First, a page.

The Battle of Tippecanoe was fought between American soldiers and Native American warriors along the banks of the Keth-tip-pe-can-nunk, a river in the heart of central Indiana. Following the Treaty of Fort Wayne, an 1809 agreement requiring Indiana tribes to sell three million acres of land to the United States government, a Shawnee chief named Tecumseh, organized a confederation of Native American tribes to combat the horde of pioneers flooding into native lands.
The organized resistance prompted Governor William Henry Harrison to lead roughly 1,000 soldiers and militiamen to destroy the Shawnee village “Prophetstown,” named for Tecumseh’s brother Tenskwatawa, “the Prophet,” and designed by Tecumseh to be the heart of the new Native American confederacy.
When Harrison arrived on the evening of November 6, 1811, he was met with a white flag by one of Tenskwatawa’s followers, who requested a cease fire and that the two leaders, Harrison and Tecumseh, parley before any action was taken. Such a parley would mean a delay, as Tecumseh was not at Prophetstown, having gone south to recruit warriors from the “Five Civilized Tribes” who were experiencing the same encroachment upon their lands.
A weary Harrison agreed to Tenskwatawa’s terms and retired his force to a hill about a mile from Prophetstown on the banks of Burnett Creek. Skeptical of the cease fire, Harrison ordered his men into a rectangular defensive position for the night. Much of Harrison’s front lines were manned by militia, with 300 regulars in reserve to reinforce the untested militiamen if their lines faltered. The southern flank was covered by Captain Spier Spencer of the Indiana Yellow Jackets, a company named for the bright yellow overcoats that they wore into battle.
That night, Tenskwatawa was intent on breaking the cease fire despite Tecumseh’s previous warnings not to incite war until the Confederacy was strengthened. He stood high above Prophetstown on a rock ledge now called Prophet’s Rock and riled his people into battle by singing war songs and chanting incantations that he promised would protect them from bullets.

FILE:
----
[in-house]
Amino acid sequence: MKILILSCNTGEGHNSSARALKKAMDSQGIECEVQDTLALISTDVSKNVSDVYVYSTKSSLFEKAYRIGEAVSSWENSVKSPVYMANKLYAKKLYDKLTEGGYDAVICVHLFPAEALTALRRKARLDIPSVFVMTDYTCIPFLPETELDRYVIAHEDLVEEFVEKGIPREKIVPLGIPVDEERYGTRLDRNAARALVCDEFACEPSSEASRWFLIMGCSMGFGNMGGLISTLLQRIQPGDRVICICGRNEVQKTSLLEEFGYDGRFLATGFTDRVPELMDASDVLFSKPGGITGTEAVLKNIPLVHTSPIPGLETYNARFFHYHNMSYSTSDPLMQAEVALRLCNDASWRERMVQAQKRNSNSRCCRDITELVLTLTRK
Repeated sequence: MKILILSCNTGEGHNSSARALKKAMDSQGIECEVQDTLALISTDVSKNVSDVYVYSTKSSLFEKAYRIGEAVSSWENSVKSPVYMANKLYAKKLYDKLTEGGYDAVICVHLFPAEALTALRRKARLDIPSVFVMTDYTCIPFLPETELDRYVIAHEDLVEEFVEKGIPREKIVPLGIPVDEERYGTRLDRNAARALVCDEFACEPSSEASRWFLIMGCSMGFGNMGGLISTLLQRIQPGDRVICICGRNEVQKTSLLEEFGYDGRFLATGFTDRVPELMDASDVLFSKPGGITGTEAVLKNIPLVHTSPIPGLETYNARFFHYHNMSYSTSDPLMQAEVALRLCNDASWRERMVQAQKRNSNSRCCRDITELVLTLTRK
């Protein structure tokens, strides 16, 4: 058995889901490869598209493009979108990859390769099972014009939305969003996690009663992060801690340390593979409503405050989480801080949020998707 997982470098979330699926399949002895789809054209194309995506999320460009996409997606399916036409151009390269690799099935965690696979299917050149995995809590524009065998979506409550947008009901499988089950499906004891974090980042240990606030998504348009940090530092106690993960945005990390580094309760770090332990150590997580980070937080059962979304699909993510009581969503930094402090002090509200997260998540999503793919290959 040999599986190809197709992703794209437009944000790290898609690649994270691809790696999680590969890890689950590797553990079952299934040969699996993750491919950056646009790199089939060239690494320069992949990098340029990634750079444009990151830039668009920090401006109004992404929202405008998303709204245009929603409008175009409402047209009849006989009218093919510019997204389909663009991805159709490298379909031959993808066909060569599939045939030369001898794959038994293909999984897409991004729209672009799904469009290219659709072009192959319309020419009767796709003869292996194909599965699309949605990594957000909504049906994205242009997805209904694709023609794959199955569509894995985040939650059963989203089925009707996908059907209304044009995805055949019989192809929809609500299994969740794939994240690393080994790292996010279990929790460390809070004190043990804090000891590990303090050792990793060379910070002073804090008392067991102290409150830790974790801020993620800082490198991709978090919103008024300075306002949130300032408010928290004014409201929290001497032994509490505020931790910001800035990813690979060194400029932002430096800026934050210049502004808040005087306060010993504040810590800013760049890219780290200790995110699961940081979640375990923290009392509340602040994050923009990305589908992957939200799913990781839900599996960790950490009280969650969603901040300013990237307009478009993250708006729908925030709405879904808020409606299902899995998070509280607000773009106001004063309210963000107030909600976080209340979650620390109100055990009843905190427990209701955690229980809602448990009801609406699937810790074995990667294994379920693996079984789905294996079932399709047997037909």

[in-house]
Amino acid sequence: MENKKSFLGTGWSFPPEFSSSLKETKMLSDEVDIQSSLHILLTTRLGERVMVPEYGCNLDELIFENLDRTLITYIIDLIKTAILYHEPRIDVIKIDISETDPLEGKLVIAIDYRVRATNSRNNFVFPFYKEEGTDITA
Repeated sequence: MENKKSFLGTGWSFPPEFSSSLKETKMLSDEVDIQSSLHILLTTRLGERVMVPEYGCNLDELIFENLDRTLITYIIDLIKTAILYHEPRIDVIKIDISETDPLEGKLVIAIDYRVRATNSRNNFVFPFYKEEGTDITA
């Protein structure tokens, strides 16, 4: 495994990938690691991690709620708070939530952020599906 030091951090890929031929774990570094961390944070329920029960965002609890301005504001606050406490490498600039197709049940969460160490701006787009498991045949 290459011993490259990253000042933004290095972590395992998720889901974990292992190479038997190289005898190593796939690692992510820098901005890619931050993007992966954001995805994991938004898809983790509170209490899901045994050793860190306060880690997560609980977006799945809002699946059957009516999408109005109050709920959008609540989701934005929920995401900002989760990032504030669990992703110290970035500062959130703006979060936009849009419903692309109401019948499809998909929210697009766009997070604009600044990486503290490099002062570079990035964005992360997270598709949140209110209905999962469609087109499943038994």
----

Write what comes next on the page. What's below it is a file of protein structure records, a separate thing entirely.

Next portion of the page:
At dawn the next morning, Harrison’s men were completely surrounded by Tenskwatwa’s warriors. The warriors made a diversionary attack on the northern end of the American rectangle, drawing the first shots of the battle and immediately waking the rest of Harrison's sleeping force. Soon after, a fierce attack on the southern flank caused Spencer’s “Yellow Jackets” to waver and retreat after Captain Spencer, and the two commanding lieutenants were felled by the swarming warriors.
Harrison was able to quell the chaos by transferring Captain David Robb and the Indiana Mounted Rifles from their position at the northern flank of the rectangle to reform the southern flank. The warriors grudgingly withdrew and Harrison’s men were able to bolster their defenses.
However, the braves then mounted a second wave of attacks, this time hitting both the northern and southern flanks of the rectangle. Again, the southern flank was engulfed in the most intense fighting, but the freshly reinforced lines were able to hold. On the northern flank, the second wave of attacks was met with stiff resistance as Major Joseph Hamilton Daveiss of the Indiana Light Dragoons led a counter charge to hurl back the advancing braves. As a result of his bold maneuver Major Daveiss was mortally wounded and died shortly after.
Eventually, Harrison’s superior numbers and firepower carried the day and the fighting ceased after two hours. Harrison and his force of mostly militiamen had held their positions and dispelled the warriors’ attacks.
Disheartened, the braves returned to Prophetstown and discredited Tenskwatawa’s leadership and the spells that he had cast to protect them. The distrust for Tenskwatawa caused the Native Americans to immediately abandon Prophetstown, leaving it wide open for Harrison’s raid.
On November 8, 1811, Harrison torched Prophetstown and began his long march back to Vincennes. Tecumseh returned to Prophetstown three months after the battle only to find it in ruins. It was the end of his dream of a Native American confederacy. The defeat at Tippecanoe prompted Tecumseh to ally his remaining forces with Great Britain during the War of 1812, where they would play an integral role in the British military success in the Great Lakes region in the coming years.